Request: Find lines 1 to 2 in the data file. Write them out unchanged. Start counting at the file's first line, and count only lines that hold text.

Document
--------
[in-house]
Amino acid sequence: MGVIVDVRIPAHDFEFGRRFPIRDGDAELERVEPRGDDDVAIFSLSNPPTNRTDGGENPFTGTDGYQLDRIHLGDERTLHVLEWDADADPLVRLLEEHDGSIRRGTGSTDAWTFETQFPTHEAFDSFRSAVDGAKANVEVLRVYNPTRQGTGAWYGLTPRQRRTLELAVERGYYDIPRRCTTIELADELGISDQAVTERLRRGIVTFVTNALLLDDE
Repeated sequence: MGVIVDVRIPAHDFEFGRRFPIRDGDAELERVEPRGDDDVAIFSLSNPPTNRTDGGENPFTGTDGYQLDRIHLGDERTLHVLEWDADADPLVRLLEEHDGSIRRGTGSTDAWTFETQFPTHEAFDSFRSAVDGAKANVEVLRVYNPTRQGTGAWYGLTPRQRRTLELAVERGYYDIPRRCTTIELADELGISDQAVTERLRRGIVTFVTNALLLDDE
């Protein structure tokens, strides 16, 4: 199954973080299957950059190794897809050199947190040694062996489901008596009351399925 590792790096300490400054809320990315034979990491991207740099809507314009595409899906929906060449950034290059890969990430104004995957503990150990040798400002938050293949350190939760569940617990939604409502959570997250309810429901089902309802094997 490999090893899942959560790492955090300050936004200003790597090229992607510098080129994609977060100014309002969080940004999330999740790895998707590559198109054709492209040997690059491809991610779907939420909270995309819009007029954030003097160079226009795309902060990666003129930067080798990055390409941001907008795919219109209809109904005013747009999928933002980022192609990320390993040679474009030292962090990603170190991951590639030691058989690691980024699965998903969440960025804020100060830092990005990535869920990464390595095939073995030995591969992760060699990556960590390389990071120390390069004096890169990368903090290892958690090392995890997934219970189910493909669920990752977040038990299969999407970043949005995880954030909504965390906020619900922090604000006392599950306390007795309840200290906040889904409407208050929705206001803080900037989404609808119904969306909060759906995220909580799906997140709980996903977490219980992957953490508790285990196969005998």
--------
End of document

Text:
[in-house]
Amino acid sequence: MGVIVDVRIPAHDFEFGRRFPIRDGDAELERVEPRGDDDVAIFSLSNPPTNRTDGGENPFTGTDGYQLDRIHLGDERTLHVLEWDADADPLVRLLEEHDGSIRRGTGSTDAWTFETQFPTHEAFDSFRSAVDGAKANVEVLRVYNPTRQGTGAWYGLTPRQRRTLELAVERGYYDIPRRCTTIELADELGISDQAVTERLRRGIVTFVTNALLLDDE